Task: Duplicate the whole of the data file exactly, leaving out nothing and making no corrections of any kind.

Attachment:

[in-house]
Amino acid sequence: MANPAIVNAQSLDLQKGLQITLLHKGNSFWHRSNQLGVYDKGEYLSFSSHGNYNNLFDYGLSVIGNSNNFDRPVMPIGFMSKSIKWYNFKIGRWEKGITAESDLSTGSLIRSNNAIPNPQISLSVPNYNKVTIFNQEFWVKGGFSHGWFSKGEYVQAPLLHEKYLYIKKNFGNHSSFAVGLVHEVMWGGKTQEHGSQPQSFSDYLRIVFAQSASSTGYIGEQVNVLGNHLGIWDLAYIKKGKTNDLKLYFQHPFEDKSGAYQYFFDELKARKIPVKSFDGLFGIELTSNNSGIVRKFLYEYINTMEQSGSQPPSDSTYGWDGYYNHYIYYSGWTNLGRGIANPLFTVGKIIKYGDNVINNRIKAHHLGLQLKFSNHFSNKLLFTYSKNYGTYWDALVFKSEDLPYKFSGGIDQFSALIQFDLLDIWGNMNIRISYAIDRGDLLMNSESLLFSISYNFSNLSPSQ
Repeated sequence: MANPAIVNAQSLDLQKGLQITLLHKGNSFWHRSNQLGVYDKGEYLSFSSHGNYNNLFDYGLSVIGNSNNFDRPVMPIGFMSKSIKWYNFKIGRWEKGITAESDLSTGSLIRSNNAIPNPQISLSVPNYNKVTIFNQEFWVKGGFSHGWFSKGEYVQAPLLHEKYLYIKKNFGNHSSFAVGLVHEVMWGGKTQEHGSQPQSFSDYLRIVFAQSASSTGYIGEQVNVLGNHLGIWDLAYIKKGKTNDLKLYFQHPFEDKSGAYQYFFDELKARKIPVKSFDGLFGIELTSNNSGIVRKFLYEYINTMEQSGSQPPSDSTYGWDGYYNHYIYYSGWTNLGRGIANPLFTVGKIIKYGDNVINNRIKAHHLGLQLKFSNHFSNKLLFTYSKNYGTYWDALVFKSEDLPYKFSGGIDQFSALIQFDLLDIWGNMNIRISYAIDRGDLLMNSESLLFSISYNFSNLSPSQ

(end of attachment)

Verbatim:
[in-house]
Amino acid sequence: MANPAIVNAQSLDLQKGLQITLLHKGNSFWHRSNQLGVYDKGEYLSFSSHGNYNNLFDYGLSVIGNSNNFDRPVMPIGFMSKSIKWYNFKIGRWEKGITAESDLSTGSLIRSNNAIPNPQISLSVPNYNKVTIFNQEFWVKGGFSHGWFSKGEYVQAPLLHEKYLYIKKNFGNHSSFAVGLVHEVMWGGKTQEHGSQPQSFSDYLRIVFAQSASSTGYIGEQVNVLGNHLGIWDLAYIKKGKTNDLKLYFQHPFEDKSGAYQYFFDELKARKIPVKSFDGLFGIELTSNNSGIVRKFLYEYINTMEQSGSQPPSDSTYGWDGYYNHYIYYSGWTNLGRGIANPLFTVGKIIKYGDNVINNRIKAHHLGLQLKFSNHFSNKLLFTYSKNYGTYWDALVFKSEDLPYKFSGGIDQFSALIQFDLLDIWGNMNIRISYAIDRGDLLMNSESLLFSISYNFSNLSPSQ
Repeated sequence: MANPAIVNAQSLDLQKGLQITLLHKGNSFWHRSNQLGVYDKGEYLSFSSHGNYNNLFDYGLSVIGNSNNFDRPVMPIGFMSKSIKWYNFKIGRWEKGITAESDLSTGSLIRSNNAIPNPQISLSVPNYNKVTIFNQEFWVKGGFSHGWFSKGEYVQAPLLHEKYLYIKKNFGNHSSFAVGLVHEVMWGGKTQEHGSQPQSFSDYLRIVFAQSASSTGYIGEQVNVLGNHLGIWDLAYIKKGKTNDLKLYFQHPFEDKSGAYQYFFDELKARKIPVKSFDGLFGIELTSNNSGIVRKFLYEYINTMEQSGSQPPSDSTYGWDGYYNHYIYYSGWTNLGRGIANPLFTVGKIIKYGDNVINNRIKAHHLGLQLKFSNHFSNKLLFTYSKNYGTYWDALVFKSEDLPYKFSGGIDQFSALIQFDLLDIWGNMNIRISYAIDRGDLLMNSESLLFSISYNFSNLSPSQ